Isolation of phosphate solubilizing bacteria from acacia tree rhizophere soil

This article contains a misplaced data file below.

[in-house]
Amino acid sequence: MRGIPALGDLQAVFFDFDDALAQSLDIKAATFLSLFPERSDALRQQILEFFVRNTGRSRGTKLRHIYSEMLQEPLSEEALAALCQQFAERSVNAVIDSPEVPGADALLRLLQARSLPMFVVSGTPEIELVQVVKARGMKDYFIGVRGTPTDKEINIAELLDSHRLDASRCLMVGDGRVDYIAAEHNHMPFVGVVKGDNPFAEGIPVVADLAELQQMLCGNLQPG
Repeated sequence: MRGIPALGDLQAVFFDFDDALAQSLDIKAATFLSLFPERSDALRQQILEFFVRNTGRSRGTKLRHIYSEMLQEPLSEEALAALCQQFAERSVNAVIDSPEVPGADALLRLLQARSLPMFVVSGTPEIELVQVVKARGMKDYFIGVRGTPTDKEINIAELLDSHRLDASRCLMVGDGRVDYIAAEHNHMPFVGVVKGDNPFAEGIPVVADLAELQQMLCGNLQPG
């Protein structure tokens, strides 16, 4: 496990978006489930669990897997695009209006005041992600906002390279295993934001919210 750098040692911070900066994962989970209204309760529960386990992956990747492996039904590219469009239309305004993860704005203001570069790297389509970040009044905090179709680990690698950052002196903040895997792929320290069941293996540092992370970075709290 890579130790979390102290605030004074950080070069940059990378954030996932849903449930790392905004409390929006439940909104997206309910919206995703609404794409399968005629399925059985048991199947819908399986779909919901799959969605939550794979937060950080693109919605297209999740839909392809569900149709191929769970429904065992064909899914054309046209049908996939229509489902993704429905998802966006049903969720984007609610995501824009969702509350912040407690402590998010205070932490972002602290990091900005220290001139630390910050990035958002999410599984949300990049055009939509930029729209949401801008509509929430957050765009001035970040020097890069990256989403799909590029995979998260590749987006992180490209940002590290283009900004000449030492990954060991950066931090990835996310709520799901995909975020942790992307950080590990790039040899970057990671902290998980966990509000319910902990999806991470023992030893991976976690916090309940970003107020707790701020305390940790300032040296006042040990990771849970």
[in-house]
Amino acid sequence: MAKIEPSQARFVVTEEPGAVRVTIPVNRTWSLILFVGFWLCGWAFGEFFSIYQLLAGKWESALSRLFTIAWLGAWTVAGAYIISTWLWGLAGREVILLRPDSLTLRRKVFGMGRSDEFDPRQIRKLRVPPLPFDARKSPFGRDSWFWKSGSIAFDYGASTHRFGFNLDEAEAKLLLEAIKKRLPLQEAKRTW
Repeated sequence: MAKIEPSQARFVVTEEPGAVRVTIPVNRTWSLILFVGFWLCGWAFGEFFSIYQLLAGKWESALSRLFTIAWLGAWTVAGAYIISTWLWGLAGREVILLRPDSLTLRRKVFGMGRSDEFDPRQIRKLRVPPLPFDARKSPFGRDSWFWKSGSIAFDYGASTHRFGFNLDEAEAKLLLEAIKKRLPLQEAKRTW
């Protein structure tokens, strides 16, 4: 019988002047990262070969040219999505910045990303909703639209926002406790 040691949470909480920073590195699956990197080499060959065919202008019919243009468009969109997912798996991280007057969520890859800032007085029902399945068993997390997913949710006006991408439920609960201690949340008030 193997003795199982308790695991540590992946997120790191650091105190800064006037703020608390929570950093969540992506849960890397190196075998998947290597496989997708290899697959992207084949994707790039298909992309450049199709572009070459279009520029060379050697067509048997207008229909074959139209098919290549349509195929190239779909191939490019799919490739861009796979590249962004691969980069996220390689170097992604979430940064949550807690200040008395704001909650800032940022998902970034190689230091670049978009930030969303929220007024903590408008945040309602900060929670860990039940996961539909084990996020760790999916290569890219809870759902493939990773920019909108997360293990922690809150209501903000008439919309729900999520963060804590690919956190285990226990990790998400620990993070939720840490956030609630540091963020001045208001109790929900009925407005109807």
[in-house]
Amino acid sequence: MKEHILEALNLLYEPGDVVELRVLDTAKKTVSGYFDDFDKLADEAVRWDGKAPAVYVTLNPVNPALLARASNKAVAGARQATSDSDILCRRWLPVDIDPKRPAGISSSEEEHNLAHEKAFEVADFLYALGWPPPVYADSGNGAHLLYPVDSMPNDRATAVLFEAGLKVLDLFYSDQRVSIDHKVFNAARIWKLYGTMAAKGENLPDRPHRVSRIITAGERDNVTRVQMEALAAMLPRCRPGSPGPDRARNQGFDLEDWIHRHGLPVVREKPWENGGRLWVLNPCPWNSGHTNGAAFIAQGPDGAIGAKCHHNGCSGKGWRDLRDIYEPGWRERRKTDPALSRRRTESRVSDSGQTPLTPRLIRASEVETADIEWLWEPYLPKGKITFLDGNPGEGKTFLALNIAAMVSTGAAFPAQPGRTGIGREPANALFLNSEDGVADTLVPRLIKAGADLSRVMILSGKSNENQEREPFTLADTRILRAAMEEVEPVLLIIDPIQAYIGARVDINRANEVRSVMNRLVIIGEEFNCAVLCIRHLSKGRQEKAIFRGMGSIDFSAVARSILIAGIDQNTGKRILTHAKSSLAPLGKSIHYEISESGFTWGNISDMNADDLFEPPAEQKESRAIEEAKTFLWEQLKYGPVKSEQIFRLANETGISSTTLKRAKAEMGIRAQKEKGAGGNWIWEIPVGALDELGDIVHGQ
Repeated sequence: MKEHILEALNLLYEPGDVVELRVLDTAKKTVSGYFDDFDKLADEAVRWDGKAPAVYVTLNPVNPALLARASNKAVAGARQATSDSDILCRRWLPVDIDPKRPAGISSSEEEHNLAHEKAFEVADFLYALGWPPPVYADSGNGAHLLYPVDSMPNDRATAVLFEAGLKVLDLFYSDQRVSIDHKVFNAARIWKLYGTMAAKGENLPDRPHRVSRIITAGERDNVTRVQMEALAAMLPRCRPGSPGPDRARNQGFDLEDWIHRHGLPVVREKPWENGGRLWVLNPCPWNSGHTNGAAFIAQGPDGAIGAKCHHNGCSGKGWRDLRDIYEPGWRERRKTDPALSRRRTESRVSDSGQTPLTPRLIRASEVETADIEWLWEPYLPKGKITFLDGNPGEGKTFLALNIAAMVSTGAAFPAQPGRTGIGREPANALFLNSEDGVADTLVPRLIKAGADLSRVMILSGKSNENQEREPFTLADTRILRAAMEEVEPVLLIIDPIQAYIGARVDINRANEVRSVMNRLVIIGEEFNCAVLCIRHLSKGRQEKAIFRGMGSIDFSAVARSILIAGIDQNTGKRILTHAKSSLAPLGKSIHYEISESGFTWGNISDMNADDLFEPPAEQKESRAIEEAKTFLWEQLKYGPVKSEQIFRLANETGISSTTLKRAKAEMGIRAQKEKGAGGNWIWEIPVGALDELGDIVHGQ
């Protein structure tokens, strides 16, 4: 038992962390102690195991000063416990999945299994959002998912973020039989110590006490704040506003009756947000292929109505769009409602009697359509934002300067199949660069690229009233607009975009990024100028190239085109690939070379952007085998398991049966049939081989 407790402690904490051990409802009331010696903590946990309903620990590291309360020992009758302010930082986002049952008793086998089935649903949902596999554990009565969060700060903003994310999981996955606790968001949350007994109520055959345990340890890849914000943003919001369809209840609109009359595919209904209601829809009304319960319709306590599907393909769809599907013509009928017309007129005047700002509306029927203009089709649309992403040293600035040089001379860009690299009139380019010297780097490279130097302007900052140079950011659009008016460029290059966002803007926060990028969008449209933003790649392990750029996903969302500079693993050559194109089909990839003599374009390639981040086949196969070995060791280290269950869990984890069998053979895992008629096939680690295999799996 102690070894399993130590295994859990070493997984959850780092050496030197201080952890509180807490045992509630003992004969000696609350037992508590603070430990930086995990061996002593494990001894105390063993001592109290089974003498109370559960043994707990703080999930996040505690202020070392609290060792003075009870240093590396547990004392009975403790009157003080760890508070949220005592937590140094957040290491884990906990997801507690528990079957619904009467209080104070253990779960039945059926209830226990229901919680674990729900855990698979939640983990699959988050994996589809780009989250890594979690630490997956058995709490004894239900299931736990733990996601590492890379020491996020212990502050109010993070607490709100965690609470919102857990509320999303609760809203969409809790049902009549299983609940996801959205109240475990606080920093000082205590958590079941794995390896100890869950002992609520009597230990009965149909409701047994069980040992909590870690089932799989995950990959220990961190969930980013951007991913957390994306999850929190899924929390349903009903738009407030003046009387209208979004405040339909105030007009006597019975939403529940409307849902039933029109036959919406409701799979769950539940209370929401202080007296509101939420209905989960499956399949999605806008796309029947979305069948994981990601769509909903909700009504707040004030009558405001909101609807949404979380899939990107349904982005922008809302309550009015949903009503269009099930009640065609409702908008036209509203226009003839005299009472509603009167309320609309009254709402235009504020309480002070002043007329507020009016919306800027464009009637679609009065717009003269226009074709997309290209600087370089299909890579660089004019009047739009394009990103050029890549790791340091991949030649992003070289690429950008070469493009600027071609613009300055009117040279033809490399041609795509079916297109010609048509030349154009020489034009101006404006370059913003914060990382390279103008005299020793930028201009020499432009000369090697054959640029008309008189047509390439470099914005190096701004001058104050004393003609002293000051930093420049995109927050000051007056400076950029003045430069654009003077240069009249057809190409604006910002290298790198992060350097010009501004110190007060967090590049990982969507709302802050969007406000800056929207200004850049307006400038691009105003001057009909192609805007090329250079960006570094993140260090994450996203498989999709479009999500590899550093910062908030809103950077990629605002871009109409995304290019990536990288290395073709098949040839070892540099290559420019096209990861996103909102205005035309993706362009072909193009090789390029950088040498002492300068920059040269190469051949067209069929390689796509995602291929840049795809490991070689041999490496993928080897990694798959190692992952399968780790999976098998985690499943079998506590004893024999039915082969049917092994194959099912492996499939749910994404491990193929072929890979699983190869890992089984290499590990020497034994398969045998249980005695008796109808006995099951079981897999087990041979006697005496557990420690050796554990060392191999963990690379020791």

AbstractPhosphorous is an essential plant nutrient whose deficiency severely restricts crop yield and it is the least available nutrient to plants. Phosphate solubilizing bacteria play an essential role in the phosphorus nutrition cycle by enhancing its availability to plants through release from inorganic and organic soil phosphate pools. In this study, we sought to isolate phosphate solublizing bacteria (PSB) from soil of the Acacia plant rhizophere. Candidate colonies were grown on National Botanical Research Institute’s phosphate (NBRIP) screening medium with 0.5% tricalcium phosphate (TCA) to determine phosphate liberation capabilities. The colonies were tested to temperatures (270 C, 370 C, 470 C and 570 C) and pH (from 4 to 9) compatibility, as well as heavy metal exposure (0- 0.12 μg/ml HgCl(II)). We learned that PSB colonies isolated from the Acacia plant rhizophere soil demonstrated high phosphate liberating activity (on NBRIP medium containing TCA) and survived temperatures to 470C over a pH range of 4.5 to 8.5, and up to .02 μg/ml HgCl(II). These results provide a strong baseline source for application in agriculture when a bio-fertilizeris required. Key words: Phosphate solubizing, Bacteria, Acacia, Tri-calcium-phosphate.
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